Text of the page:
I have a Belkin F5D7234-4 Wireless G router. The router is connected to DSL modem. I wanted to know if there is anyway to remotely restart or redial the router. Since my ISP provides dynamic IP I need to somehow restart the router so that it re-dials the connection and I get a new IP.

There is one way I can think of. I can go to admin page of the router and then give restart. However it takes 30s to start up. Is there any faster way ? Or a 3rd party application which supports that ? Thanks.

  • Using a different tool isn't going to make the router reboot any faster. – joeqwerty Jun 29 '10 at 16:25
  • @Joeqwerty: does if you kick it hard enough. – Bart Silverstrim Jun 29 '10 at 17:14
  • @Bart: Right. I've got a hammer and everything is a nail. ;) – joeqwerty Jun 29 '10 at 17:18

Not really. SOHO class routers aren't big on processing power, and aren't made for fast reboot times. They're also not meant for tinkering so it's difficult to script or access them with tools for management.

If you wanted you could try replacing your setup with a computer running Linux, or one of the Linux projects that will flash your router with a new OS and it might be faster and more functional.

You seem to have two issues here but don't state why the requirement is such; you wanted to know if you can remotely restart the router, which you can with the web interface or a power product that you plug into your power outlet and then plug the router into that then remotely flick power on and off to the router. So yes, you can get it to reinitialize. (Alternatively you can find an application that will script the procedure for restarting from a computer on your network.)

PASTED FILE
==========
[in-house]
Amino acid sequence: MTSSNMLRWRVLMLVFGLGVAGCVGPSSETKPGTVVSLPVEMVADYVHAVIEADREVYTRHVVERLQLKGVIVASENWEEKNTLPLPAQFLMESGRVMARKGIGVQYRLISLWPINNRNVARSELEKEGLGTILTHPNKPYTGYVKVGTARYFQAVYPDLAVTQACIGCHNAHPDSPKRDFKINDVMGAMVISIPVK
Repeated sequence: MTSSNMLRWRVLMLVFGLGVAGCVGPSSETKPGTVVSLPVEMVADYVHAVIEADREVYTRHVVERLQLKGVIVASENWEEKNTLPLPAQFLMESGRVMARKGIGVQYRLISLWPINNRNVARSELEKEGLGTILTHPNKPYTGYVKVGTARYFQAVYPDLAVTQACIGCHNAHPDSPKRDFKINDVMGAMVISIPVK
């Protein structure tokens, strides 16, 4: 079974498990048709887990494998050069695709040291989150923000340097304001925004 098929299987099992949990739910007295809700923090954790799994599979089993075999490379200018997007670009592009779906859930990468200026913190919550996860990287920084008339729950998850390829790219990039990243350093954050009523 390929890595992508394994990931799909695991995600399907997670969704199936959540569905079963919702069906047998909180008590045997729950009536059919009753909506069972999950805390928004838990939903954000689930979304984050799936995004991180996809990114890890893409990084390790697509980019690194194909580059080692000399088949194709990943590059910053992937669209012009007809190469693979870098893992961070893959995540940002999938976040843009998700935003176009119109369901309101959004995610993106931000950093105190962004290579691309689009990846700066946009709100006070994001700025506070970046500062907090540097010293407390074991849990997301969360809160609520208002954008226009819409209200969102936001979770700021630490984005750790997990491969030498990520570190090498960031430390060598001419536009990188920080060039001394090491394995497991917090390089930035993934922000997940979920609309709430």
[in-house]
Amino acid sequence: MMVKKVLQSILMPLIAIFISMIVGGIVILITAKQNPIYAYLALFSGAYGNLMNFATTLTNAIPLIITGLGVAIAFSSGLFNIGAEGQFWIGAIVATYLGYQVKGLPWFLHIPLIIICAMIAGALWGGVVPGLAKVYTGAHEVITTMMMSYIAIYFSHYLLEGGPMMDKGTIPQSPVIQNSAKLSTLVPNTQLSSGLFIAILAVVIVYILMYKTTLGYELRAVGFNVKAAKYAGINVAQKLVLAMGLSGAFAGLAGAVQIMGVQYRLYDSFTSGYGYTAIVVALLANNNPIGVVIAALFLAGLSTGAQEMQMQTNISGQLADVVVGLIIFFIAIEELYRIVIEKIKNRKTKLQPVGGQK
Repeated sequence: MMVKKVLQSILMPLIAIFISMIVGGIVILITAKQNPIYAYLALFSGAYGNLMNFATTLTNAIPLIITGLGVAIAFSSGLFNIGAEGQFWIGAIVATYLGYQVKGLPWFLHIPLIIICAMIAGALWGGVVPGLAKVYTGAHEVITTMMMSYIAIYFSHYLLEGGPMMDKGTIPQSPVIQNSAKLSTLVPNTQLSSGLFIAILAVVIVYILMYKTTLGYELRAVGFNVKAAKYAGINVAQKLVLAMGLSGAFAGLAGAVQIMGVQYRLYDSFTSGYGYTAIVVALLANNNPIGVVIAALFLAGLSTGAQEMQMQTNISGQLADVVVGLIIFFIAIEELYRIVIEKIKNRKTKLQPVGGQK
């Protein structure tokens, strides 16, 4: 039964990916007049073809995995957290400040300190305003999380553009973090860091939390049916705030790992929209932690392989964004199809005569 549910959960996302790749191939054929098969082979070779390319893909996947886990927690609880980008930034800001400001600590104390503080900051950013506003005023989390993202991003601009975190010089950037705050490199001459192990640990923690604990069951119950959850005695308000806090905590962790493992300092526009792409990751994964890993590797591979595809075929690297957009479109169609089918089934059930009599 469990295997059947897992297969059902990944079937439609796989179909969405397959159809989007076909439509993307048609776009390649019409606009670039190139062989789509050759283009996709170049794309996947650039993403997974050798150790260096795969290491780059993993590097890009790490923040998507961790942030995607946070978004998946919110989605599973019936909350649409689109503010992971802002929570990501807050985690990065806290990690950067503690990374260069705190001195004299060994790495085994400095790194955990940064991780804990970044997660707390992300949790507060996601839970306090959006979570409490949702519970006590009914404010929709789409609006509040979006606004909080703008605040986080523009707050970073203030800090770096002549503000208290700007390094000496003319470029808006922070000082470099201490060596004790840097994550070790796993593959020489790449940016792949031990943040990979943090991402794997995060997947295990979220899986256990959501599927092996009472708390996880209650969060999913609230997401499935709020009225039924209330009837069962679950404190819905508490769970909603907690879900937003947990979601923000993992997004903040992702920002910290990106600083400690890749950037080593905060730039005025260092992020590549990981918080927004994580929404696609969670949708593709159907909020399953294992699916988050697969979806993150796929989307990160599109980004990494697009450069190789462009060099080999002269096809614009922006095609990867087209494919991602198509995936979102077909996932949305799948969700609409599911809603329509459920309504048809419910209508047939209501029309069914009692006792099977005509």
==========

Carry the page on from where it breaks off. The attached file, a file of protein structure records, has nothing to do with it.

Then you mentioned it takes 30+ seconds to restart it. Is there a reason you need it up ASAP, or just impatience? Even our Cisco routers can take a couple minutes to come back up if power is cycled on them. Most routers aren't meant to restart so it's not a common occurrence, in turn boot time isn't a priority or feature to manufacturers.

EDIT:I'll also add that even if you script it or find another way to do the reboot, the more complexity you add to the "system" the greater the chance you'll be increasing headaches down the road. Technology tasks should be as simple as possible before the odds of failure tip the scale into being a pain, and doing something like coming up with a script on a computer to attempt a reboot of the router only increases the chances that something will go wrong.

If you absolutely need to keep it up all the time without changing addresses, you might want to contact your provider about getting a static IP. Depends on what your situation is and how important these headaches are for you to avoid.

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  • +1 "Not really. SOHO class routers aren't big on processing power, and aren't made for fast reboot times. They're also not meant for tinkering so it's difficult to script or access them with tools for management." – Chris S Jun 29 '10 at 17:08

Bart did a good job of explaining the boot speed part of your question. One other thing would be if you can request a new WAN IP it might be faster than going through the entire reboot process

If you can telnet or ssh into the device it should be pretty easy to log in and perform a restart or if you have access, request a new IP address. Keep security in mind since if you can reach a config page over the WAN connection others can as well.

You mentioned that you do have HTTP access to the router. When you issue a reboot from the web interface see what the actual URL for this is. It should be possible to mimic the POST or GET request pretty easily through a script so that you do not have to log into the router each time to reboot it. I often end up doing things like this to manage several SOHO routers at once and it seems to work out pretty well.

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  • Unfortunately if it's the type of Belkin router I'm thinking it is, it's a home combo router (wireless+switch+router) that is meant for the ~$100 or less home market (SOHO router). I hated those things since usually I'd end up having either the switch or the wireless part die on me then I'd end up replacing it in a few months to a year...anyway, they usually only have a proprietary web interface, no telnet or ssh on them. Unless you reflash it with Linux. – Bart Silverstrim Jun 29 '10 at 17:10

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